United States of America

FEDERAL TRADE COMMISSION 600 Pennsylvania Avenue, NW Washington, DC 20580
Division of Advertising Practices Bureau of Consumer Protection Mary K. Engle Associate Director

June 24, 2013 [Name and Address] [Name]: In 2002, the staff of the Federal Trade Commission’s Bureau of Consumer Protection published a letter (“2002 Search Engine Letter”) advising search engines about the potential for consumers to be deceived, in violation of Section 5 of the FTC Act, unless search engines clearly and prominently distinguished advertising from natural search results. 1 After the 2002 Search Engine Letter was issued, search engines embraced the letter’s guidance and distinguished any paid search results or other advertising on their websites. Since then, however, we have observed a decline in compliance with the letter’s guidance. Although the ways in which search engines retrieve and present results, and the devices on which consumers view these results, are constantly evolving, the principles underlying the 2002 Search Engine letter remain the same: consumers ordinarily expect that natural search results are included and ranked based on relevance to a search query, not based on payment from a third party. 2 Including or ranking a search result in whole or in part based on payment is a form of advertising. To avoid the potential for deception, consumers should be able to easily distinguish a natural search result from advertising that a search engine delivers. In recent years, the features traditional search engines use to differentiate advertising from natural search results have become less noticeable to consumers, especially for advertising located immediately above the natural results (“top ads”). Indeed, a recent online survey by a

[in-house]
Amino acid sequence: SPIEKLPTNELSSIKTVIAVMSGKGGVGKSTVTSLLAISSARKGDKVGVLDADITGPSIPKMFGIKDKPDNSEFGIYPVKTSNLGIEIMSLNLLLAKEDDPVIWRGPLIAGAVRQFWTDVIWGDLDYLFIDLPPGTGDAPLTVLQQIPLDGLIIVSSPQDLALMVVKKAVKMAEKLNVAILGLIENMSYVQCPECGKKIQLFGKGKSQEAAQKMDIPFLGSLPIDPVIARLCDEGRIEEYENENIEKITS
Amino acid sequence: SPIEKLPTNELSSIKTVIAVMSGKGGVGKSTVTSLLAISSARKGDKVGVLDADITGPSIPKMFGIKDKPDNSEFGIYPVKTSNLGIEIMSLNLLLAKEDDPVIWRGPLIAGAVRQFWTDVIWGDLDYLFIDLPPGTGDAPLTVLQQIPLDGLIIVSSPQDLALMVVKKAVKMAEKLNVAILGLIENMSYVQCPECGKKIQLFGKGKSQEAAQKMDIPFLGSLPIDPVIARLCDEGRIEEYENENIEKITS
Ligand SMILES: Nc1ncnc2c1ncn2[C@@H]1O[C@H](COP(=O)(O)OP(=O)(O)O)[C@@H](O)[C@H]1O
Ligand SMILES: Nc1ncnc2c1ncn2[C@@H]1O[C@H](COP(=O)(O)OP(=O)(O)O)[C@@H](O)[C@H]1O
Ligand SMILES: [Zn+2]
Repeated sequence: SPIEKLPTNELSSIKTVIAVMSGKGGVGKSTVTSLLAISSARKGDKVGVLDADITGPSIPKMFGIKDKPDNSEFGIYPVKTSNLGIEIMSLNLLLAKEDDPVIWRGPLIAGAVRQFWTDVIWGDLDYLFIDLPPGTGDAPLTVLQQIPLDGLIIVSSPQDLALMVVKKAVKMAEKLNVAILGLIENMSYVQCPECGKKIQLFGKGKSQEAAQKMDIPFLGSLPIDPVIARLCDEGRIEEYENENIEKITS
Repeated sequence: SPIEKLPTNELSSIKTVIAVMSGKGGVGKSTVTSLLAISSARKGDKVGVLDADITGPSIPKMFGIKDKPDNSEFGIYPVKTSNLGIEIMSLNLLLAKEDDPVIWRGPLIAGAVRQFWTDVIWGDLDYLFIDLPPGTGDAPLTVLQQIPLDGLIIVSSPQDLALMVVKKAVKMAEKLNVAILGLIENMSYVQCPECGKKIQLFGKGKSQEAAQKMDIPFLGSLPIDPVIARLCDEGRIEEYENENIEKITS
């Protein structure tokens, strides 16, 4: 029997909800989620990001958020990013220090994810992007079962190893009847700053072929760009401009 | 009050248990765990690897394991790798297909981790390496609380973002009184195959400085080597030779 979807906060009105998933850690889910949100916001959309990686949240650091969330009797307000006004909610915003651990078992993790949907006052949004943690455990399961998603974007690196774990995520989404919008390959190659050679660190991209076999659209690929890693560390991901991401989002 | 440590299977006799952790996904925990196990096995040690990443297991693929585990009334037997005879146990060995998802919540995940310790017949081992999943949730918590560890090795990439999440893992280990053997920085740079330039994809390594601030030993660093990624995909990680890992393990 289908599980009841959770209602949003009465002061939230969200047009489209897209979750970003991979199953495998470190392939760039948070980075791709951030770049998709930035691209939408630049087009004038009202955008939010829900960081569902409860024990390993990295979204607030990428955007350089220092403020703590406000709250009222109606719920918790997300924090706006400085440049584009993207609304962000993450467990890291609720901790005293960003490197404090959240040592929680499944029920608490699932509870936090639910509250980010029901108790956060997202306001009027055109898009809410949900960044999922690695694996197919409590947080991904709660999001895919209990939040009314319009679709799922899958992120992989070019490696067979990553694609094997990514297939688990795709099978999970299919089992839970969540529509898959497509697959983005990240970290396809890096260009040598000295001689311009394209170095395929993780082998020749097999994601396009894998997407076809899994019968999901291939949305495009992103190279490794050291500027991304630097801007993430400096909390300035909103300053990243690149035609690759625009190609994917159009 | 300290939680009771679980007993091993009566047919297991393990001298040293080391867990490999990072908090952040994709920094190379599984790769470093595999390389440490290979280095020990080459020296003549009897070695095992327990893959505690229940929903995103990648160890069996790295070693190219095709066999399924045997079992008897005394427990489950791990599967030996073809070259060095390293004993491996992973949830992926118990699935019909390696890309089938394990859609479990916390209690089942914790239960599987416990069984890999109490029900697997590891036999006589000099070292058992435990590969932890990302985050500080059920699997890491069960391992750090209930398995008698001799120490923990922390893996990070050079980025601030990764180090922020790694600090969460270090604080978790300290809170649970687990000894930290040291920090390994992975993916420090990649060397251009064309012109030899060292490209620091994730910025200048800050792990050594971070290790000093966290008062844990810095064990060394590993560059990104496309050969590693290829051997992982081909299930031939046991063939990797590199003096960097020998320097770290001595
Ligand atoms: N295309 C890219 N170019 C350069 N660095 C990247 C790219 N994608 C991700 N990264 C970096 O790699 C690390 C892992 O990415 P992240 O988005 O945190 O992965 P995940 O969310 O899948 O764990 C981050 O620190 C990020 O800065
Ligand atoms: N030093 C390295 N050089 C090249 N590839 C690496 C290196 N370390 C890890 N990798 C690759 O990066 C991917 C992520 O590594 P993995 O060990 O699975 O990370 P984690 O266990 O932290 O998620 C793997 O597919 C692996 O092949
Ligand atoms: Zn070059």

Letter from Heather Hippsley, Acting Associate Director for Advertising Practices, to Gary Ruskin, Executive Director of Commercial Alert (“2002 Search Engine Letter”), available at http://www.ftc.gov/os/closings/staff/commercialalertletter.shtm.